Youth Offender Contracts

Youth Offender Contract is a given type of contractual governance that was introduced through Youth Justice and Criminal Evidence Act 1999. It concentrates on restorative justice, responsibility and reintegration. The Act gives a directive for referral of a youth offender to a youth panel than to court. The panel is also constituted of at-least two trained volunteers who serve the community and a youth offending team member3.

Youth Conferencing

It facilitates the operation of the fifth section of Young Offenders Act of 1997. It diverts the young offenders from any type of formal court mechanisms. The Act advocates for offenders to be reprimanded by very minimal intrusive responses in line with their offences. However it excludes the following violations; offences that result into death, traffic offences, sexual assault offences and drug offences.4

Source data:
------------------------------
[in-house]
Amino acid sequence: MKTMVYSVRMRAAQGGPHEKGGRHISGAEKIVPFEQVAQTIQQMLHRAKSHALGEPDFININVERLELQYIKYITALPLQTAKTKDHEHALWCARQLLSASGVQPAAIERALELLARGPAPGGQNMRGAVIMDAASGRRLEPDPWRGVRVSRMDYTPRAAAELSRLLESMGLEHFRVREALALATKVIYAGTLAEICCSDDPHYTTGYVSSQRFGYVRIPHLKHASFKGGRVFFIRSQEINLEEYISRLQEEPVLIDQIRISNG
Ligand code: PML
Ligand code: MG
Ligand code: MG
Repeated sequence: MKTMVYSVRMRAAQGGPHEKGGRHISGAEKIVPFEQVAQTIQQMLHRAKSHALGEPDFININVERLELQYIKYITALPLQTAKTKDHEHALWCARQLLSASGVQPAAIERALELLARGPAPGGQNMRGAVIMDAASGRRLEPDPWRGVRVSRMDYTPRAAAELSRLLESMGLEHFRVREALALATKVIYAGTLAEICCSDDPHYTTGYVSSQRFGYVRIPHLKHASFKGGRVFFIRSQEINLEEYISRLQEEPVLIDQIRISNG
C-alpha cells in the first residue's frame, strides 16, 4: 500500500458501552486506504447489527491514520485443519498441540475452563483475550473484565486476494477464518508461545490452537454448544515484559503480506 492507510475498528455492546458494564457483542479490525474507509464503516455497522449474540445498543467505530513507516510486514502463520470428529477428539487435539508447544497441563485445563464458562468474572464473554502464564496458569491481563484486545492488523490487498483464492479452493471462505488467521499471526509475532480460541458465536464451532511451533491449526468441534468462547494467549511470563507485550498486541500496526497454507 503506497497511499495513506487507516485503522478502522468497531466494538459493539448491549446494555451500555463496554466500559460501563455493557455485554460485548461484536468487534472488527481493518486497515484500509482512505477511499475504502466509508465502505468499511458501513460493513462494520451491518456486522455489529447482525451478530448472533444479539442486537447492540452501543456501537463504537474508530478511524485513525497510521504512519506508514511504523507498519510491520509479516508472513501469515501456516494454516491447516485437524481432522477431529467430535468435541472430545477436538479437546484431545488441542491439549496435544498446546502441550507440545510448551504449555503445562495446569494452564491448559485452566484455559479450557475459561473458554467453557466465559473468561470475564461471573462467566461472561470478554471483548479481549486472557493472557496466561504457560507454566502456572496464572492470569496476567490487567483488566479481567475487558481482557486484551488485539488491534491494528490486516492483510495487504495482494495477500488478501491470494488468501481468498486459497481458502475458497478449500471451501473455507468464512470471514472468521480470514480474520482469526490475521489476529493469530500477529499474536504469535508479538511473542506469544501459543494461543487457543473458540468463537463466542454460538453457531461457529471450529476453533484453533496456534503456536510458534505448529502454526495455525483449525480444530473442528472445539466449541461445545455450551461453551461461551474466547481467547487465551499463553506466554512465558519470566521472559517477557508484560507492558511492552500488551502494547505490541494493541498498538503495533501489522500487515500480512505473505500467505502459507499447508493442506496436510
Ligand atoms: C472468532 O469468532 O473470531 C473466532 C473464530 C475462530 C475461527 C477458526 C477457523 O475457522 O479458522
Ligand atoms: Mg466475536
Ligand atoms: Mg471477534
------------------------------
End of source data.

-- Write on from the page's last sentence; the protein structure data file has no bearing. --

Crime prevention

Crime prevention is pegged around the design, management and manipulation of the close environment in such a manner that it reduces the opportunities of crime. It is reported that crime is; as a result of opportunities and not necessarily predisposed (temptation coupled with opportunity). Prevention therefore assumes fundamental belief in choice by humans as it attempts to prevent crime which is as a result of an imbalance between rewards and risks. Prevention ultimately advocates for the focus on offences than offenders (Minton, 2002).

Human rights violation (article 40(2) h (i)

This article stipulates that any individual who performs an action that goes against an individual with regard to torture, sexual enslavement, rape, enforced prostitution, enforced sterilization, enforced pregnancy or any other form of sexual assault will be sentenced to 20 years imprisonment and no less than 10 years imprisonment.

Cohen’s Net Widening

It study’s the potential dangers of the use of restorative justice, social control and diversion. The vital concept that underlies the development of a number of sanctions, diversions and alternatives to imprisonment is to be able to do less harm than more good. The major setback is the widening of control over a large population is that it screens the individuals out. It has also been noted that the number of incarcerations increases as the use of community based sanctions increases hence the argument of some scholars that it is a major flop (Griffin, 2010).

Conclusion